By Horace Mills, BVI News Online Journalist
When she left secondary school at age 17, Evelyn Wong-Dawson landed her first job, which was to clean a night club at Penguin International Hotel in Guyana.
Now, decades later, she stands tall among business gurus who have toiled long and hard for every bit of success.
Wong-Dawson beamed with pride on the weekend when, for the first time, the doors to her D’Coal Pot Restaurant were swung open on the Carrot Bay waterfront, British Virgin Islands (BVI).
Carrot Bay is the brand new home of the four-year-old restaurant, which previously operated at a rented building elsewhere on island.
Wong-Dawson is no longer required to pay rent; she owns the new location where she now serves some of the most scrumptious dishes to both residents and tourists.
“I love to cook,” she told BVI News Online. “Without a doubt, cooking is my first love.”
Wong-Dawson further stated that, in fine Guyanese tradition, she started to cook up a storm at a very young age – age seven, to be exact.
Over the years, she has had stints in different careers throughout the hospitality industry. But she always finds her way back to tantalizing the taste-buds.
“People don’t return for bad food,” the restaurateur noted. “You could give the best of service. But, if the food is crappy, the customers are not coming back.”
Wong-Dawson added that she also believes in serving value for money. “I believe in giving people a fair amount of food for their money; everybody works hard for the money they earn,” she said.
Love at first sight
Wong-Dawson, no doubt, knows the kitchen well.
But the kitchen perhaps was the last place on her mind when she first set foot on BVI soil 21 years ago. She had come to spend time with a local soother by the name of Delroy Dawson.
“He saw my picture in a friend’s album and told my friend, ‘I wanna marry this woman [in the picture]’. About two years later, I met him when he came to Guyana. Then, I came up here [in the BVI] about four months later. I went back home to Guyana and, six months later, he proposed to me.”
After the wedding, Wong-Dawson relocated to the BVI. “I didn’t have any relative here. But I had three wonderful in-laws who made the transition [from Guyana to the BVI] easy,” she told BVI News Online.
A bit later, like a river finds the sea, Wong-Dawson found her way back into the hospitality industry.
She spent about two years working with her mother-in-law, Iona Dawson, who then owned the Palm’s Delight restaurant at Carrot Bay, Tortola. “That’s where I learned to cook the local dishes; my mother-in-law is a great teacher,” Wong-Dawson said.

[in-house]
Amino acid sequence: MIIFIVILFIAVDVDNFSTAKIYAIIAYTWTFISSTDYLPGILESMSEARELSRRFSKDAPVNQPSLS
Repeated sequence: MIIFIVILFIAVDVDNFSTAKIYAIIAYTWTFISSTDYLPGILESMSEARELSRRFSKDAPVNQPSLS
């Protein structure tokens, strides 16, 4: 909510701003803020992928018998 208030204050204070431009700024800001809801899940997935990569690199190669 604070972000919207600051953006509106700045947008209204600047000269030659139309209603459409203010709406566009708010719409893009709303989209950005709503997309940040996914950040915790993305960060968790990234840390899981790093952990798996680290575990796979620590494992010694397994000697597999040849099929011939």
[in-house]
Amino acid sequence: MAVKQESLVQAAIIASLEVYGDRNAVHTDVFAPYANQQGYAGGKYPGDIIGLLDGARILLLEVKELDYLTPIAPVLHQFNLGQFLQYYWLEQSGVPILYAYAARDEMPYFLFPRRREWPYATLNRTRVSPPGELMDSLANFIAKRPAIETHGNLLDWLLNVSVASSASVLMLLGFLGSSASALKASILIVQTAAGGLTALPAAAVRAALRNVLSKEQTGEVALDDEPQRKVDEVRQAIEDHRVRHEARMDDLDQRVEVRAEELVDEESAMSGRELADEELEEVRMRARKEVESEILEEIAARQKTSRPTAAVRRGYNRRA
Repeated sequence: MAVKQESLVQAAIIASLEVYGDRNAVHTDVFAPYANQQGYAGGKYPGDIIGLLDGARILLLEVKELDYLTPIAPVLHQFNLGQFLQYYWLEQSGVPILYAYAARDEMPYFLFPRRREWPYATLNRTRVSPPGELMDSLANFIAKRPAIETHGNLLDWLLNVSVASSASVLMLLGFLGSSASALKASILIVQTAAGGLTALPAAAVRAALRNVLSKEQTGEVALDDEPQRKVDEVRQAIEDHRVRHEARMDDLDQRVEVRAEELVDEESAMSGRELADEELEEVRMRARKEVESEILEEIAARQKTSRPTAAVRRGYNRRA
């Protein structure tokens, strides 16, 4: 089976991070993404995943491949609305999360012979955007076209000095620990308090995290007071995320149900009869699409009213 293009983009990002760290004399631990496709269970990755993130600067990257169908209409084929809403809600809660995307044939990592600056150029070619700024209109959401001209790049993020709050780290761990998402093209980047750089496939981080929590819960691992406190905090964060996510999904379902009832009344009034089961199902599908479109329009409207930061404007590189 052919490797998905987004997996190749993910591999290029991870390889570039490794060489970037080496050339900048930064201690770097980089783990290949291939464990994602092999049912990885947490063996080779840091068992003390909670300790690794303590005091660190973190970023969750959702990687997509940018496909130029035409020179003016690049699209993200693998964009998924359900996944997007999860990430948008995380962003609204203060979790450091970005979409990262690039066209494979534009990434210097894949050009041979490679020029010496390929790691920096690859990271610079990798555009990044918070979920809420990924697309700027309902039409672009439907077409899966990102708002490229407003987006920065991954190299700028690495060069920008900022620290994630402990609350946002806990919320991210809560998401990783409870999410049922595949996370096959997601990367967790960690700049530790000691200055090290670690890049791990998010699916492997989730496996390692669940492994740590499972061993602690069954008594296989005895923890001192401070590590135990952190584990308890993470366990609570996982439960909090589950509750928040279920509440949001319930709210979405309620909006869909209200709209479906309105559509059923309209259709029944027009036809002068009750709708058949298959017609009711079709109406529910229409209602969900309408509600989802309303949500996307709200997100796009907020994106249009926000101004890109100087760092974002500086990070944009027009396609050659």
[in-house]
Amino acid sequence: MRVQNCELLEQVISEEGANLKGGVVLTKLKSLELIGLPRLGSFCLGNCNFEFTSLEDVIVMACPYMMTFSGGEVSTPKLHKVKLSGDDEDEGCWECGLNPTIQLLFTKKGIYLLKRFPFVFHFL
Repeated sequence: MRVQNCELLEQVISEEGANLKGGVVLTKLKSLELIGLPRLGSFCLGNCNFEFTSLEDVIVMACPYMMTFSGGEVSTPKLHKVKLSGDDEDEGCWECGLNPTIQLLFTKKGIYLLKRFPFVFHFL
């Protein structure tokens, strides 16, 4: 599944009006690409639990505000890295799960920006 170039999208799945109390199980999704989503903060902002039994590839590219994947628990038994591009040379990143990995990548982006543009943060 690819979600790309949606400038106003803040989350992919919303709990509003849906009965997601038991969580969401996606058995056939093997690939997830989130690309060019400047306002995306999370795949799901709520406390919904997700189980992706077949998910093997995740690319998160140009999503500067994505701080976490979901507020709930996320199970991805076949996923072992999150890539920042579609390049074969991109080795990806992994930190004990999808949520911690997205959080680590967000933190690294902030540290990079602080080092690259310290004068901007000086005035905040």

She subsequently worked at different restaurants – the last being one operated by Bob and Violet ‘Letty’ Hodge.
When the Hodges pulled down their shutters permanently, Wong-Dawson bought some of the equipment. “That was the beginning of what I wanted for myself – a restaurant,” she told BVI News Online.
D’Coal Pot Restaurant, at that juncture, was born.
The name was chosen for different reasons, including the fact that Wong-Dawson’s favourite restaurant back home in Guyana had the same name. “I wanted a name for the business that was authentic Caribbean; something that would resonate with where I come from and where I am,” the entrepreneur said.
Wong-Dawson got a grand opportunity to physically start her restaurant when she rented a building at Apple Bay on the western end of Tortola.
She stayed there for four years. “The building later went up for sale; there were a lot of issues in looking at it on a long-term basis,” Wong-Dawson told BVI News Online in explaining why she did not buy the building.
Coincidentally, her mother-in-law, Iona, decided to retire from Palm’s Delight restaurant that she operated in Carrot Bay for decades.
Her retirement paved the way for Wong-Dawson to come full circle, when she acquired her mother-in-law’s building, where she first worked when she arrived in the BVI from Guyana.
That old building, however, was demolished. Its replacement is a brand new structure that houses D’Coal Pot Restaurant.
Wong-Dawson, who now has nearly 10 employees on payroll, stated that she also gets assistance from her husband Delroy and son Evroy.
She remains heaving involved in the daily running of the restaurant. “When you open up a restaurant, you’ve got to be there. You have to eat everything; you have to taste everything. And, if it doesn’t taste right, you have to say something,” Wong-Dawson said.
She further told BVI News Online that her career in the culinary arts is built on a wealth of experience – experience she does not store selfishly.
“If I have all of this knowledge and I keep it to myself, it is not worth anything,” Wong-Dawson declared.
“It feels really great to pass knowledge on to the young people.”
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